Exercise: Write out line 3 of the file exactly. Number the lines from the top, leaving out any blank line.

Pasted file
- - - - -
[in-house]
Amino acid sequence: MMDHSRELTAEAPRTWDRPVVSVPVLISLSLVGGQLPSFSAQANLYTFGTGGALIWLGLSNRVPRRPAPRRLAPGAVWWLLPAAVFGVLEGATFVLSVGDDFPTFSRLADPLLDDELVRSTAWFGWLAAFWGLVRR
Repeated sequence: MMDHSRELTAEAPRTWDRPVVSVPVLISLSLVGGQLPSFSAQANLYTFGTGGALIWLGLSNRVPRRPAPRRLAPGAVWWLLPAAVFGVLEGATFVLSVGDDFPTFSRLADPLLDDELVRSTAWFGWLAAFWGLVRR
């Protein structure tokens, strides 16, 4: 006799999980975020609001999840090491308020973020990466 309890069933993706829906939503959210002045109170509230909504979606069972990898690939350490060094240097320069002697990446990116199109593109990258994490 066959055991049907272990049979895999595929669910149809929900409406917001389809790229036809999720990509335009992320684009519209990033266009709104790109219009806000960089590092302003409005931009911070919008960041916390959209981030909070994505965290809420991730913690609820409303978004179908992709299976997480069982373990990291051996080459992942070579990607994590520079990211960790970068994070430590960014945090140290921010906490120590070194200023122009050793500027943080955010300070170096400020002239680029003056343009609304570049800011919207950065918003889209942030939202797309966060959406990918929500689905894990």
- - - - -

Repeated sequence: MMDHSRELTAEAPRTWDRPVVSVPVLISLSLVGGQLPSFSAQANLYTFGTGGALIWLGLSNRVPRRPAPRRLAPGAVWWLLPAAVFGVLEGATFVLSVGDDFPTFSRLADPLLDDELVRSTAWFGWLAAFWGLVRR